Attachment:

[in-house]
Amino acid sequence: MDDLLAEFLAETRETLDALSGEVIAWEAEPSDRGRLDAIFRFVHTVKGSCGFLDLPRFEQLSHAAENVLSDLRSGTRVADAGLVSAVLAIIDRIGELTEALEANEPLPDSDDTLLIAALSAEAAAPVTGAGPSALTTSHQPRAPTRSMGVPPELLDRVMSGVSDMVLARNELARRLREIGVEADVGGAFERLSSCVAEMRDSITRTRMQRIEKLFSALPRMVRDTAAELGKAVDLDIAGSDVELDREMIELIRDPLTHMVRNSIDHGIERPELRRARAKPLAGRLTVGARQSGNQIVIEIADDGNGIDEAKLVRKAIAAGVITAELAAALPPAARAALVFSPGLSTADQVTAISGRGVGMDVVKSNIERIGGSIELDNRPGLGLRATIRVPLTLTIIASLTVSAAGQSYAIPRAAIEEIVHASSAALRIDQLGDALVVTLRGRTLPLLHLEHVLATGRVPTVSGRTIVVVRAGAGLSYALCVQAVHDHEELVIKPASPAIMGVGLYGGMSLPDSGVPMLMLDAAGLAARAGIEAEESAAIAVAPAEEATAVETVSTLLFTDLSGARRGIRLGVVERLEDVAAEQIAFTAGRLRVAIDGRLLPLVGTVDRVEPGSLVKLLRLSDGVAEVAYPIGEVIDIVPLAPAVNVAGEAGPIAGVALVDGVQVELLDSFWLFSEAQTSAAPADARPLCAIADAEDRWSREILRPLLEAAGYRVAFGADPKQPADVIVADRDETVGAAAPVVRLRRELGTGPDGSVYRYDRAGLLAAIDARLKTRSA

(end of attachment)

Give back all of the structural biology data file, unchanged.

[in-house]
Amino acid sequence: MDDLLAEFLAETRETLDALSGEVIAWEAEPSDRGRLDAIFRFVHTVKGSCGFLDLPRFEQLSHAAENVLSDLRSGTRVADAGLVSAVLAIIDRIGELTEALEANEPLPDSDDTLLIAALSAEAAAPVTGAGPSALTTSHQPRAPTRSMGVPPELLDRVMSGVSDMVLARNELARRLREIGVEADVGGAFERLSSCVAEMRDSITRTRMQRIEKLFSALPRMVRDTAAELGKAVDLDIAGSDVELDREMIELIRDPLTHMVRNSIDHGIERPELRRARAKPLAGRLTVGARQSGNQIVIEIADDGNGIDEAKLVRKAIAAGVITAELAAALPPAARAALVFSPGLSTADQVTAISGRGVGMDVVKSNIERIGGSIELDNRPGLGLRATIRVPLTLTIIASLTVSAAGQSYAIPRAAIEEIVHASSAALRIDQLGDALVVTLRGRTLPLLHLEHVLATGRVPTVSGRTIVVVRAGAGLSYALCVQAVHDHEELVIKPASPAIMGVGLYGGMSLPDSGVPMLMLDAAGLAARAGIEAEESAAIAVAPAEEATAVETVSTLLFTDLSGARRGIRLGVVERLEDVAAEQIAFTAGRLRVAIDGRLLPLVGTVDRVEPGSLVKLLRLSDGVAEVAYPIGEVIDIVPLAPAVNVAGEAGPIAGVALVDGVQVELLDSFWLFSEAQTSAAPADARPLCAIADAEDRWSREILRPLLEAAGYRVAFGADPKQPADVIVADRDETVGAAAPVVRLRRELGTGPDGSVYRYDRAGLLAAIDARLKTRSA